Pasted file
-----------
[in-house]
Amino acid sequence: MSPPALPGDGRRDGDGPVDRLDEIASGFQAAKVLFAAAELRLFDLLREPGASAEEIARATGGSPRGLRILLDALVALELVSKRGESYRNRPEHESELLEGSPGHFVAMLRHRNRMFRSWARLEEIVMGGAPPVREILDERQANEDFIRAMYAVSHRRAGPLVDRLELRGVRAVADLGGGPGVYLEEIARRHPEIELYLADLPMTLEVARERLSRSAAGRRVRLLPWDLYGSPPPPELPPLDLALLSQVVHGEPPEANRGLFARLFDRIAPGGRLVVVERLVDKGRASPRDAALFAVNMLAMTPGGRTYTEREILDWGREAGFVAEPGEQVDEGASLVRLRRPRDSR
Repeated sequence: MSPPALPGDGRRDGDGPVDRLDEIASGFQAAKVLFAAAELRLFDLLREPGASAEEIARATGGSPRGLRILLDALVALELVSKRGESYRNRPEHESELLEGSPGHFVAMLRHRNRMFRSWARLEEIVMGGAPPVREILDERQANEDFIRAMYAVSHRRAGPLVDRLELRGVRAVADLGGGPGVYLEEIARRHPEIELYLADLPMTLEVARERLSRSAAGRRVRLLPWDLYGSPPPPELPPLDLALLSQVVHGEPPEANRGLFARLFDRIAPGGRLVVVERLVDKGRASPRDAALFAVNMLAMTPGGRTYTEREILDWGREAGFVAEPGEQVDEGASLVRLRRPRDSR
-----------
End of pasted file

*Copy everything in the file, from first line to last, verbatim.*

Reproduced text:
[in-house]
Amino acid sequence: MSPPALPGDGRRDGDGPVDRLDEIASGFQAAKVLFAAAELRLFDLLREPGASAEEIARATGGSPRGLRILLDALVALELVSKRGESYRNRPEHESELLEGSPGHFVAMLRHRNRMFRSWARLEEIVMGGAPPVREILDERQANEDFIRAMYAVSHRRAGPLVDRLELRGVRAVADLGGGPGVYLEEIARRHPEIELYLADLPMTLEVARERLSRSAAGRRVRLLPWDLYGSPPPPELPPLDLALLSQVVHGEPPEANRGLFARLFDRIAPGGRLVVVERLVDKGRASPRDAALFAVNMLAMTPGGRTYTEREILDWGREAGFVAEPGEQVDEGASLVRLRRPRDSR
Repeated sequence: MSPPALPGDGRRDGDGPVDRLDEIASGFQAAKVLFAAAELRLFDLLREPGASAEEIARATGGSPRGLRILLDALVALELVSKRGESYRNRPEHESELLEGSPGHFVAMLRHRNRMFRSWARLEEIVMGGAPPVREILDERQANEDFIRAMYAVSHRRAGPLVDRLELRGVRAVADLGGGPGVYLEEIARRHPEIELYLADLPMTLEVARERLSRSAAGRRVRLLPWDLYGSPPPPELPPLDLALLSQVVHGEPPEANRGLFARLFDRIAPGGRLVVVERLVDKGRASPRDAALFAVNMLAMTPGGRTYTEREILDWGREAGFVAEPGEQVDEGASLVRLRRPRDSR